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Bishop Burbidge on Christian nationalism: ‘A Christian loves his nation, but within broader, larger love for God and neighbor’

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Bishop Michael F. Burbidge of Arlington, Va., is pictured in a Jan. 19, 2023, photo. Bishop Burbidge said Nov. 6 on his podcast that it is "a great privilege" to honor those who have served in the U.S. military on Veterans Day, observed annually Nov. 11. He suggested people take time to attend a Veterans Day event or display the U.S. flag. "You could call a veteran and thank them for their service," he added. (OSV News photo/Bob Roller)

The concept of Christian nationalism is not compatible with Catholic teaching, Bishop Michael F. Burbidge of Arlington, Va., said on a recent episode of his ‘Walk Humbly’ podcast.

The term “Christian nationalism” has been the subject of recent controversy, as some understand the term to mean an ideology that the United States should be a specifically Christian nation enforced by the power of the federal government, while others contend the term is used loosely by those who wish to keep Christians out of the public square.

During a question and answer segment on the podcast, Bishop Burbidge was asked, “Can you comment on the oxymoron of Christian nationalism? Is it consistent with our faith?”

Although some conflate the terms, “nationalism” and “patriotism” are separate and distinct concepts, said Bishop Burbidge, who also chairs the U.S. Conference of Catholic Bishops’ Committee on Pro-Life Activities.

“I think it’s good to distinguish between patriotism and nationalism,” he said. “Of course, a good Catholic should also be a good citizen, a faithful citizen. We always say that, ‘A faithful citizen,’ and that means to be patriotic of course. We should have a proper, healthy love for our nation because it is ours and we live in a nation that, through the sacrifices of so many people, gives us the gift of freedom, the gift of religious liberty, and we should be thankful for that.”

Citing Pope Francis, who has said, “A good Catholic meddles in politics offering the best of himself so that those who govern can govern,” Bishop Burbidge said, “that doesn’t mean we approve of everything our government does, and it doesn’t mean that we think our nation is without fail.”

“It means that we work for the common good in our nation and for it to be a force for good,” he said. “However, a patriotic person doesn’t need his nation to be greater than others in order to love it.”

Bishop Burbidge said “nationalism, on the other hand, is a view of one’s nation only in competition with others.”

“It tends to emphasize devotion to the nation, to the exclusion of other devotions, including one’s faith,” he said.

“So above all, we are Catholic. We are a follower of Christ, we are Christian. That’s where it all begins, and it is that that we live in the situation that God has placed us,” he said.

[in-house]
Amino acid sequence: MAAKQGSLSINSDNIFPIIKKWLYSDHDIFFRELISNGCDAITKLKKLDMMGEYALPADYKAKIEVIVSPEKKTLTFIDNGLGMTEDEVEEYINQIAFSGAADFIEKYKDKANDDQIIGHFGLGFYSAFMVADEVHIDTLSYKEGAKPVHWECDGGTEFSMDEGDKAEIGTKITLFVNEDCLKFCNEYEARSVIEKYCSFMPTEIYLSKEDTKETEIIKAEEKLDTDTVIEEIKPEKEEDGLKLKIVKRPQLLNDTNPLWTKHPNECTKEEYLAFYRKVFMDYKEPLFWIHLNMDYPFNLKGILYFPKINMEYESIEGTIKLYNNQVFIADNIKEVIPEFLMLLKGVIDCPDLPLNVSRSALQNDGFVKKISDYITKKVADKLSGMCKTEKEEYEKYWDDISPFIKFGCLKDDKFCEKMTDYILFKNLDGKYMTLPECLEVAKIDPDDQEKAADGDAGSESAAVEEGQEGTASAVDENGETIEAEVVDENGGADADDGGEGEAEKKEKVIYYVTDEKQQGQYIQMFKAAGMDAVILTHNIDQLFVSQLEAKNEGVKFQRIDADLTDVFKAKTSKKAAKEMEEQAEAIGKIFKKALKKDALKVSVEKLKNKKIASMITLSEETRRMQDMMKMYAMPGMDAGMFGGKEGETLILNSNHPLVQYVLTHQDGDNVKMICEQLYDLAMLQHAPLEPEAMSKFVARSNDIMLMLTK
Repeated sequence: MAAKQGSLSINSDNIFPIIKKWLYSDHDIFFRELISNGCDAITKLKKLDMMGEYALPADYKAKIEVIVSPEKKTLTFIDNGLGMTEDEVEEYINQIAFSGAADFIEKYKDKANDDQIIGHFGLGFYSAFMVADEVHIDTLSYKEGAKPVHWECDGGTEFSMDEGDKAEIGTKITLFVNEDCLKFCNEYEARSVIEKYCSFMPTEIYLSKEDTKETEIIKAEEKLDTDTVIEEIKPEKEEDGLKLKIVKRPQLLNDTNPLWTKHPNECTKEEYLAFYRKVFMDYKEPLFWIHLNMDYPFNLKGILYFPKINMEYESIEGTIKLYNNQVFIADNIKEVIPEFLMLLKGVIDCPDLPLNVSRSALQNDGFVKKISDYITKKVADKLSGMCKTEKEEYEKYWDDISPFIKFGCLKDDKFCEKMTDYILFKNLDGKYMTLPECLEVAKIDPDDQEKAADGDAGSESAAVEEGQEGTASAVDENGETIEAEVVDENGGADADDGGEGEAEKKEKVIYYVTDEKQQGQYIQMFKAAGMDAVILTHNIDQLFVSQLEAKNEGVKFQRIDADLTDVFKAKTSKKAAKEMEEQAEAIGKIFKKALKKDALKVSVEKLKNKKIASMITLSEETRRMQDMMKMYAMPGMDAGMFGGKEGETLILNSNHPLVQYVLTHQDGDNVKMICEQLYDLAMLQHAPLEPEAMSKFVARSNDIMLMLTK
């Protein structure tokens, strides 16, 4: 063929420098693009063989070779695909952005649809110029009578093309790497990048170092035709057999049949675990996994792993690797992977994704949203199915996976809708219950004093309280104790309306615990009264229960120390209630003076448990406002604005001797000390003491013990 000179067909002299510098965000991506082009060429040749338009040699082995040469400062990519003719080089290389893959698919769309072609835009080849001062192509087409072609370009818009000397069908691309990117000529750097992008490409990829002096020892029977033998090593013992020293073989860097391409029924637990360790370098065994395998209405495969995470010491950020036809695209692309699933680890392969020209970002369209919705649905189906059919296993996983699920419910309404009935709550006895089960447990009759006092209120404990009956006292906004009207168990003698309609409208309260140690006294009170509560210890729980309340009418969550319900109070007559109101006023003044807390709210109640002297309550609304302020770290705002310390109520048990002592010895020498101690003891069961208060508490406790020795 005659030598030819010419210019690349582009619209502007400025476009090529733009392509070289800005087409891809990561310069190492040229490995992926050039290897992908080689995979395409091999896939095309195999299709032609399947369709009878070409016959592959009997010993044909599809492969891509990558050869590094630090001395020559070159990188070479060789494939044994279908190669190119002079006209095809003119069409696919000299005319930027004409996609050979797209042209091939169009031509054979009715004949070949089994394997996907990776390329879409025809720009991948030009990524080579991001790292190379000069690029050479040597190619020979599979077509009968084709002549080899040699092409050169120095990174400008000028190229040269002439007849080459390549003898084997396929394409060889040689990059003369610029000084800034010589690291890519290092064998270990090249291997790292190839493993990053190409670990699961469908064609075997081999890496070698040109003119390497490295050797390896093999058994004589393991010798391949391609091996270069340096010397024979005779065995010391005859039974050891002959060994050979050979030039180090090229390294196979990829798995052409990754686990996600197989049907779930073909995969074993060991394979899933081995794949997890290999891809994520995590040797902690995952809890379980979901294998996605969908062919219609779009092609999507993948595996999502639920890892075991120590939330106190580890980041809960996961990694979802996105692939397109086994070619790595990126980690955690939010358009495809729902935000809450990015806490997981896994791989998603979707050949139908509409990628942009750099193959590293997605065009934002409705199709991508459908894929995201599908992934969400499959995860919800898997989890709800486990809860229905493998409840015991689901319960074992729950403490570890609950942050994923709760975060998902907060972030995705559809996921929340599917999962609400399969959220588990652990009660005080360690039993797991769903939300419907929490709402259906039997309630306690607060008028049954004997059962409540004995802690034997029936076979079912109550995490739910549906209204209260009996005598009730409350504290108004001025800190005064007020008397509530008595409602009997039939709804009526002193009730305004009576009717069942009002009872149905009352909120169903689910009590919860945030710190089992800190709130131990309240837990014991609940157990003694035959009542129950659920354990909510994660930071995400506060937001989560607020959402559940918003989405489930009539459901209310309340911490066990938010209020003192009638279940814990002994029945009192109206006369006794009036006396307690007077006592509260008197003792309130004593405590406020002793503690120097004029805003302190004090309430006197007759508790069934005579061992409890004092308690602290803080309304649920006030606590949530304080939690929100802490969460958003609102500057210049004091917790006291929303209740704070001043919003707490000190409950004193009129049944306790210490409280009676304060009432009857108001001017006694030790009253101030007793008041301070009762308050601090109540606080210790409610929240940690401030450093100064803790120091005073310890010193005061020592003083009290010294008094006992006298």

“Christian nationalism,” he continued, “is a confusing term because it can confuse two things that should be distinct: devotion to the nation and devotion to the church.”

“A Christian … never identifies oneself entirely with a particular nation,” Bishop Burbidge said. “A Christian loves his nation, but within the broader and larger love for God and neighbor. See, that’s that distinction we’re trying to make.”

The Diocese of Arlington, which is celebrating its 50th anniversary, Bishop Burbidge noted, has St. Thomas More as its patron said, who became a martyr when he was executed in 1535 for refusing to accept King Henry VIII as head of the Church of England.

Bishop Burbidge called their patron “such a great example.”

“He was a devoted British subject and servant, but he was a Catholic first,” he said. “In a time of persecution, he chose his faith over his ruler. As he famously put it, he was ‘the King’s good servant, but God’s first,’ and that’s who we should be.”

A recent study by the Pew Research Center published in March found a slight majority of Americans are unfamiliar with the term “Christian nationalism”; but most respondents who had heard the term expressed an unfavorable view. There was no religious group in the study in which more people had a favorable rather than unfavorable view of Christian nationalism. Pew found Americans were narrowly split on whether the Bible should have at least some influence on U.S. laws.

Another recent survey by the Public Religion Research Institute published in February found that two-thirds of Americans qualify as skeptics (37%) or rejecters (30%) of that ideology, while the remaining share qualified as adherents (10%) or sympathizers (20%). PRRI’s survey of 22,000 adults found that states with the highest levels of support for Christian nationalism “form a horseshoe shape, starting in the upper Midwest, dipping down into the deep South, and then moving up again through the Appalachian Mountains.”